IMC 2019: Sessions

Session 1602: Rematerializing Old English after 1500, I: Old English Translation in Theory and Practice

Thursday 4 July 2019, 11.15-12.45

Organisers:Rachel Fletcher, School of Critical Studies, University of Glasgow
Thijs Porck, Centre for the Arts in Society, Universiteit Leiden
Moderator/Chair:Thijs Porck, Centre for the Arts in Society, Universiteit Leiden
Paper 1602-aEarly Modern Translations of Old English
(Language: English)
Tristan Major, Department of English Literature & Linguistics, Qatar University
Tristan Major, Department of English Literature & Linguistics, Qatar University
Tristan Major, Department of English Literature & Linguistics, Qatar University
Index terms: Language and Literature - Old English, Medievalism and Antiquarianism
Paper 1602-bLexicography and New Old English: Dictionaries as Translation Tools
(Language: English)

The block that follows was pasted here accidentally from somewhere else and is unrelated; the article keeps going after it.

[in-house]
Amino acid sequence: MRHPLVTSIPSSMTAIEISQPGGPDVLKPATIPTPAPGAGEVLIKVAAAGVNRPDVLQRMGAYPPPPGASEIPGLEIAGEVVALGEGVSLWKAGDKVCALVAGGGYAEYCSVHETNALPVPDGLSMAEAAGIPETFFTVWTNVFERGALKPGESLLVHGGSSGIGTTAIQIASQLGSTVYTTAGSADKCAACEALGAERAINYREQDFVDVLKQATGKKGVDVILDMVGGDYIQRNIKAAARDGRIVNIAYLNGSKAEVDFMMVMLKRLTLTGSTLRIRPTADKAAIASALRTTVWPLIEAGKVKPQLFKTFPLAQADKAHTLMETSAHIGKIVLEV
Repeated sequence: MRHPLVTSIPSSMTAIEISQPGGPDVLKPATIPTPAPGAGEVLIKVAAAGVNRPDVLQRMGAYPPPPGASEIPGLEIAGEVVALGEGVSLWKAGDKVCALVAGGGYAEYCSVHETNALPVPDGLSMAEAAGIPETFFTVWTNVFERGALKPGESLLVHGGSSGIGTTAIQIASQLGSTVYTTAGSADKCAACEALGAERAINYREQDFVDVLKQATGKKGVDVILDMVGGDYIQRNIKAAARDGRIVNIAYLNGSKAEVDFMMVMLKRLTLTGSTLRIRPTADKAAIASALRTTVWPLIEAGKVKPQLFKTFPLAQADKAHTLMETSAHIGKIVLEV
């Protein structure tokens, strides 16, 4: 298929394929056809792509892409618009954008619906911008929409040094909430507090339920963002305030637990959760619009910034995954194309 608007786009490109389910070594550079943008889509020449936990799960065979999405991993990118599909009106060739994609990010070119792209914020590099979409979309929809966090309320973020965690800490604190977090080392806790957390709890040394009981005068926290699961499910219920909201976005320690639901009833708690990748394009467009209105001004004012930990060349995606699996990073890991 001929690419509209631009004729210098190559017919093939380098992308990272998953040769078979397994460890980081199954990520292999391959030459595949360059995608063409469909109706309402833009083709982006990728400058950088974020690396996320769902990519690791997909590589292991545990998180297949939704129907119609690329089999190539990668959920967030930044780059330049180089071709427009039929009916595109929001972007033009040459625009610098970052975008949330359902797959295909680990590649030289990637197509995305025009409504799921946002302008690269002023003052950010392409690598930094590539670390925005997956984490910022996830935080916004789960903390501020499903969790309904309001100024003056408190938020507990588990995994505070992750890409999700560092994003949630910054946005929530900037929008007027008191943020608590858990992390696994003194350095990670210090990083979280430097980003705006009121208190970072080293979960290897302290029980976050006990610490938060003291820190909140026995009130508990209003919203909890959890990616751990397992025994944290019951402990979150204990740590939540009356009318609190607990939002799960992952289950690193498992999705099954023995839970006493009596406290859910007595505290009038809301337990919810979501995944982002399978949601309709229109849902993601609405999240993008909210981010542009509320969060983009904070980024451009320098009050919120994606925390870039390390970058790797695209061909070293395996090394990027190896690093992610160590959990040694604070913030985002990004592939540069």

Rachel Fletcher, School of Critical Studies, University of Glasgow
Rachel Fletcher, School of Critical Studies, University of Glasgow
Rachel Fletcher, School of Critical Studies, University of Glasgow
Index terms: Language and Literature - Old English, Medievalism and Antiquarianism
Paper 1602-cThick Translation of the Old English Riddle
(Language: English)
Judy Kendall, School of Arts & Media, University of Salford
Judy Kendall, School of Arts & Media, University of Salford
Judy Kendall, School of Arts & Media, University of Salford
Index terms: Language and Literature - Old English, Medievalism and Antiquarianism
Abstract

This session is the first of two sessions that focus on the way writers and scholars after 1500 ‘rematerialized’ the language and literature of the Anglo-Saxon period. The papers in this session concentrate on the choices, theories and practicalities involved in translation. Paper-a reviews Latin and English translations by Early Modern scholars from Matthew Parker to David Wilkins. Paper-b considers the role and influence of lexicography on Old English translation. Paper-c considers translations and adaptations of Old English riddles through the lens of translation theory.